Sunday, 18 July 2010

Discourse vs rhetoric

Over the past few months, I've attended a small handful of academic events at the University of Warwick: a workshop on gender, social reproduction and depletion; a graduate Security Studies conference; and the third annual Film-Philosophy conference. And now that FPIII, which I helped to organise, has been and gone, I have a little more time to write about some thoughts that these events have provoked. It was the Security Studies conference that got me thinking about the topic that gives this blog its title, but that topic is an important one for academia (particularly, I think, the humanities and social sciences) in general. It is also a topic that overlaps with the cover feature of this week's THE: 'scholarly writing'.

In 2008, there occurred in UK higher education the Research Assessment Exercise, in which academic departments of UK universities and their research 'outputs' were evaluated, with the results influencing the distribution of funding. The RAE has been replaced by the REF (Research Excellence Framework). The new UK government has postponed the REF until some kind of agreement can be reached about a controversial element which, it is proposed, ought to influence how departments are evaluated - and, therefore, funded. That element is 'impact': the reach of university research beyond the academy.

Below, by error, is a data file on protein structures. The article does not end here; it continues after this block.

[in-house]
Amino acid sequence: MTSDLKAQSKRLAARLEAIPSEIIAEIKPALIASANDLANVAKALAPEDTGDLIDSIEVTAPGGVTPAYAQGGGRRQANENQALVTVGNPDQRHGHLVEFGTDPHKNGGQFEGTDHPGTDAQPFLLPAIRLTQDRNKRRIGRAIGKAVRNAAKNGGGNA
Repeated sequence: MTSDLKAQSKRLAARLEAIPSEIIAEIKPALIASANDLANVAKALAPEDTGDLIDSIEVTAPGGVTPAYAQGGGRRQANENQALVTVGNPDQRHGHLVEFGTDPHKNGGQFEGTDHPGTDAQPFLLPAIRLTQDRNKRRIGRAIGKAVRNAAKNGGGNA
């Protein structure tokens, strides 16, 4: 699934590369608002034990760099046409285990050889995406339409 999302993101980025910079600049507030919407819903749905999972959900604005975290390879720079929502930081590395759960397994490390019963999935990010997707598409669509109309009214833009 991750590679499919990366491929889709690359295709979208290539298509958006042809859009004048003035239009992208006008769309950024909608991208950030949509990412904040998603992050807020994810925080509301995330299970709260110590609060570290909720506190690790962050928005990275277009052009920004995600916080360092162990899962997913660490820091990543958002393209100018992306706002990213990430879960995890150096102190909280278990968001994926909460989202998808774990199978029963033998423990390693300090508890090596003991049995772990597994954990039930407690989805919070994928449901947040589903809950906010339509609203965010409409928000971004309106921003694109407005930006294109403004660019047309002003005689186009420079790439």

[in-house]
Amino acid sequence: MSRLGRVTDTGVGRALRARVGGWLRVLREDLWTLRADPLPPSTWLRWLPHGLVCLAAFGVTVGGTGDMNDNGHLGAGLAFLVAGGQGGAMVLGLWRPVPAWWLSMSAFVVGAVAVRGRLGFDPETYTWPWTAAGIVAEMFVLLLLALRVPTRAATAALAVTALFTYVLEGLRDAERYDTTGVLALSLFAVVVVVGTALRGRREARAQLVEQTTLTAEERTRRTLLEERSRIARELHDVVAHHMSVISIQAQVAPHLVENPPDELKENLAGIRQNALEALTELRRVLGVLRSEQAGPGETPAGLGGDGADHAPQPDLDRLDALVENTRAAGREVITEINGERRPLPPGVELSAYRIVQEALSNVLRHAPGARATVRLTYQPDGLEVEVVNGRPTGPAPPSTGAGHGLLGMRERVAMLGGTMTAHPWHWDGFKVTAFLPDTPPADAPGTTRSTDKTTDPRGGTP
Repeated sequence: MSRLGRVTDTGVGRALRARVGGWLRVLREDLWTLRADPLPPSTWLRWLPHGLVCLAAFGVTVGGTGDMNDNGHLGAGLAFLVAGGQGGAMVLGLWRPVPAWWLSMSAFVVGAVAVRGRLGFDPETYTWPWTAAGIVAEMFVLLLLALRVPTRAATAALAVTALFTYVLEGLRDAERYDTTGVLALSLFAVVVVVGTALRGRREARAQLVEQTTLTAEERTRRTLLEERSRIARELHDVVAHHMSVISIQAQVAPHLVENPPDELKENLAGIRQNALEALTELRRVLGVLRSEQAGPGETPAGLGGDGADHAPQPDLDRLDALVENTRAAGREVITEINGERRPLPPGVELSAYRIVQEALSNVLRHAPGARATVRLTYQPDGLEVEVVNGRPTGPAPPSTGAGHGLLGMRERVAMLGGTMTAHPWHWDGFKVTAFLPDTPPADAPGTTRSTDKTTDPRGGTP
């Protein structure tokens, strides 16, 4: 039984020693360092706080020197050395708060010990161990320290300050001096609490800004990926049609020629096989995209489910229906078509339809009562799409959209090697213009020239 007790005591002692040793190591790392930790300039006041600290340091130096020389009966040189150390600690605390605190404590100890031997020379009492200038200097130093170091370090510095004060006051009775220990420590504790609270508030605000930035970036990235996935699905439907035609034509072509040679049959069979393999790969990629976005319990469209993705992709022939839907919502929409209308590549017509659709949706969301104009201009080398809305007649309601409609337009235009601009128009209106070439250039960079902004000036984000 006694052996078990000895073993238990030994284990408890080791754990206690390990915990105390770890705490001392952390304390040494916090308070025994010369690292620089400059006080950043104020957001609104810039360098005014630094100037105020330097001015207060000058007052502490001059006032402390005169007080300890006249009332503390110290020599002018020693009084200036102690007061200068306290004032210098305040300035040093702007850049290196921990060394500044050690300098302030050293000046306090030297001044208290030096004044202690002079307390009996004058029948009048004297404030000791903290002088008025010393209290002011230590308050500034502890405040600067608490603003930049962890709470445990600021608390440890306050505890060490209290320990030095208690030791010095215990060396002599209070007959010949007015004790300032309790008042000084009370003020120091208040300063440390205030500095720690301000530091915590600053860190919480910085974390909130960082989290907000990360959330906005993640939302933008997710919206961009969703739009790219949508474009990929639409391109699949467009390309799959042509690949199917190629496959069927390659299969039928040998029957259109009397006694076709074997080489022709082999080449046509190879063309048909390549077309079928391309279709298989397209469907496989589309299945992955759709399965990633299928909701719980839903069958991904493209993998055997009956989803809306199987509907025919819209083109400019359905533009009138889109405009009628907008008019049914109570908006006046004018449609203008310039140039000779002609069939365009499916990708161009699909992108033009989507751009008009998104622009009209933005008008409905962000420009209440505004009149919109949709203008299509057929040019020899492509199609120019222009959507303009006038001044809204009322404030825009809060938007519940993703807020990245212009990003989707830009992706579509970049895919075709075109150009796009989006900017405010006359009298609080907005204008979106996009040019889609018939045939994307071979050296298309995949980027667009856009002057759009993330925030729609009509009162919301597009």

I have written about this in passing on this blog before, and linked to Stefan Collini's excellent article on the subject. For the purposes of this particular entry, the initial point that this prologue leads me to is that consideration of, and worries about, the extent to which what academics write is or should be accessible to non-specialists is nothing new.

When non-specialists are confronted with the technical language of an academic discipline, it is often dismissed as jargon. As Terry Eagleton has noted, the use of such language is often felt to be particularly scandalous when the object of study is something that it is assumed can be understood without the need for study: films, novels, music, newspapers. (As a Film Studies person, I was interested to stumble across this piece recently.)

I think any academic discipline, whatever its object of study, is entitled to and probably requires its own specialist language. However, I do think distinctions can be made concerning the ways in which such language is used.

The danger of a specialist vocabulary is that it can become a substitute for thought. It can become, as David Bordwell has put it, the one hammer that makes every problem look like a nail. The speaker/writer's language becomes a reified, dead 'thing'.